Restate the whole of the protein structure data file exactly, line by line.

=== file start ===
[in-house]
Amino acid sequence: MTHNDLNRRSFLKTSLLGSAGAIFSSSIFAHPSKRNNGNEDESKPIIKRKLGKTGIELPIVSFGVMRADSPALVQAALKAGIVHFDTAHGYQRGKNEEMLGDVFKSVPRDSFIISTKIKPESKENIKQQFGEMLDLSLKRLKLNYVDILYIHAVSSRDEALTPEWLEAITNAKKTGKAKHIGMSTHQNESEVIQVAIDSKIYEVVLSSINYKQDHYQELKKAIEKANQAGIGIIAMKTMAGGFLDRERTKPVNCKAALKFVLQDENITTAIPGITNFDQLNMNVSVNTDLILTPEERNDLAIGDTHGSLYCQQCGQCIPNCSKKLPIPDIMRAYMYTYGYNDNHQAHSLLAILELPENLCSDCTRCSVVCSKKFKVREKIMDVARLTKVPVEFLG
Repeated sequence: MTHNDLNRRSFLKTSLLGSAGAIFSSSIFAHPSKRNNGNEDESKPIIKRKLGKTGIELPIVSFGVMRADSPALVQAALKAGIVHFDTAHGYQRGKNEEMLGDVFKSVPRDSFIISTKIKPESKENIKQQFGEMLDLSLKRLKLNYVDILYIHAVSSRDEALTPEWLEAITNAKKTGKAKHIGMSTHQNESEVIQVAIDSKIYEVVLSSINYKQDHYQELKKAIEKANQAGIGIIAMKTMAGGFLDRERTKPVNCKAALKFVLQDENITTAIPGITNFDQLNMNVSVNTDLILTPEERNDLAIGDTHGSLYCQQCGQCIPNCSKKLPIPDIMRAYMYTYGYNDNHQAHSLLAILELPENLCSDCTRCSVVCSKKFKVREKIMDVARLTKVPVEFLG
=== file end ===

[in-house]
Amino acid sequence: MTHNDLNRRSFLKTSLLGSAGAIFSSSIFAHPSKRNNGNEDESKPIIKRKLGKTGIELPIVSFGVMRADSPALVQAALKAGIVHFDTAHGYQRGKNEEMLGDVFKSVPRDSFIISTKIKPESKENIKQQFGEMLDLSLKRLKLNYVDILYIHAVSSRDEALTPEWLEAITNAKKTGKAKHIGMSTHQNESEVIQVAIDSKIYEVVLSSINYKQDHYQELKKAIEKANQAGIGIIAMKTMAGGFLDRERTKPVNCKAALKFVLQDENITTAIPGITNFDQLNMNVSVNTDLILTPEERNDLAIGDTHGSLYCQQCGQCIPNCSKKLPIPDIMRAYMYTYGYNDNHQAHSLLAILELPENLCSDCTRCSVVCSKKFKVREKIMDVARLTKVPVEFLG
Repeated sequence: MTHNDLNRRSFLKTSLLGSAGAIFSSSIFAHPSKRNNGNEDESKPIIKRKLGKTGIELPIVSFGVMRADSPALVQAALKAGIVHFDTAHGYQRGKNEEMLGDVFKSVPRDSFIISTKIKPESKENIKQQFGEMLDLSLKRLKLNYVDILYIHAVSSRDEALTPEWLEAITNAKKTGKAKHIGMSTHQNESEVIQVAIDSKIYEVVLSSINYKQDHYQELKKAIEKANQAGIGIIAMKTMAGGFLDRERTKPVNCKAALKFVLQDENITTAIPGITNFDQLNMNVSVNTDLILTPEERNDLAIGDTHGSLYCQQCGQCIPNCSKKLPIPDIMRAYMYTYGYNDNHQAHSLLAILELPENLCSDCTRCSVVCSKKFKVREKIMDVARLTKVPVEFLG